Every year, Korean high school seniors take the College Scholastic Aptitude Test (CSAT), also known as Su-neung. The overall low difficulty and presence of two ambiguous questions on this year’s CSAT caused controversy, due to the importance of the CSAT regarding Korean college admissions.
According to the Joongang Daily, this year’s CSAT was much easier than last year’s, as indicated by the greater number of perfect scores. Although CSAT scores themselves are not based on a curve, the “level,” or deung-gup, that students are assigned to is based on a curve. This meant that the relatively low difficulty of the test made each question more important in determining a student’s level. Additionally, the Korea Institute for Curriculum and Evaluation (KICE), which is in charge of the national test making process, decided to accept two answers to question number eight on Biology II and number 25 on English. Although the English question did not affect many students, the decision to accept two answers for the Biology II question resulted in a 1.3-point average increase and 4,000 students levelling up, as only 10 percent of the test-takers had previously answered the Biology II question correctly. At the same time, 3,000 students to dropped to a lower level because of the curve.
“I know that many students want the test to be difficult so that the universities can distinguish between students more easily,” Rachel Kang (10) said. “The fact that this year’s test was easy is a problem in the eyes of many seniors because it makes it that much more difficult to be placed into a good deung-gup. My sister, a current senior at a Korean high school, mentioned that many of her friends were angered by the change in accepted answers because it made it more important to get every question right, as one error could determine which university they could get into.”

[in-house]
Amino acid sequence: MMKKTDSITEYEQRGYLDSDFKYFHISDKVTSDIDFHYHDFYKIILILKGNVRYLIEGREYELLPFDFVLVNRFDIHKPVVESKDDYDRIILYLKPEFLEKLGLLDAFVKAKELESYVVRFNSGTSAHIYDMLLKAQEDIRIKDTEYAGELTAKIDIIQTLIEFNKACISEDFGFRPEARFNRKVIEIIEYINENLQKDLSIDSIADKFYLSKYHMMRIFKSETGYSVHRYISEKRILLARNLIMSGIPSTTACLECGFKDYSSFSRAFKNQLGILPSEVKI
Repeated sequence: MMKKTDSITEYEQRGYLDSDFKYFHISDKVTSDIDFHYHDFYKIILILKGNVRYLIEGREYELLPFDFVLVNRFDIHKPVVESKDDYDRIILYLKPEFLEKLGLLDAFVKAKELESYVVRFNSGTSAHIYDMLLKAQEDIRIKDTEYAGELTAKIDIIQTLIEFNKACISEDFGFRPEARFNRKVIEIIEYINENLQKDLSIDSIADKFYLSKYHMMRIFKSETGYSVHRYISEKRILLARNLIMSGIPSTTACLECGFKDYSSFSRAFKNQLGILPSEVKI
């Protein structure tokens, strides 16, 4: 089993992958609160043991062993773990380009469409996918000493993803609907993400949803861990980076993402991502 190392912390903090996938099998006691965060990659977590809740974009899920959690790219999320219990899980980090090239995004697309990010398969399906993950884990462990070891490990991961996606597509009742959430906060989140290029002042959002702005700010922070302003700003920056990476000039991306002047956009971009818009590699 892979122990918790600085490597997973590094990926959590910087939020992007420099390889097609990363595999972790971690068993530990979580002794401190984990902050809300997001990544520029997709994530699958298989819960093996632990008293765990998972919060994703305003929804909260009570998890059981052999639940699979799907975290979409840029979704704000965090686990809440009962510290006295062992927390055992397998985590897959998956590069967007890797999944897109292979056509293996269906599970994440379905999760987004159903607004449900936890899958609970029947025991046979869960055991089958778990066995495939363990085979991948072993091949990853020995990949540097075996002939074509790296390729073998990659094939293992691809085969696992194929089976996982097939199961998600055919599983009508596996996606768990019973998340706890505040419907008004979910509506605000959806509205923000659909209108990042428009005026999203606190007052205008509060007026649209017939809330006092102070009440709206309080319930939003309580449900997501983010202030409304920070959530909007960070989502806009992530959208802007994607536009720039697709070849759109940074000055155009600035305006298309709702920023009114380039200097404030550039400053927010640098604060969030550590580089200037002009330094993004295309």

Such controversies existed last year as well, but the mistakes were only recently recognized. On Nov. 18, when the Education Department accepted all answers to a vague World Geography question, the scores of 18,863 students were affected either negatively or positively. According to Gray Macklin, Testing & AP Coordinator, this trend of testing controversies reflects the changing patterns of Korean society.
“Problems with test questions could have always existed,” Mr. Macklin said. “Kids in the past may have not recognized the problems, but now they are generally smarter. Students are increasingly willing to challenge the test authorities. In the end, all this controversy points to how the standardized testing method is outdated. So much of it is based on a homogeneous mindset where everyone wants to go to Seoul National University. But now things are slowly changing, and the educational processes should reflect that.”
By Patricia Song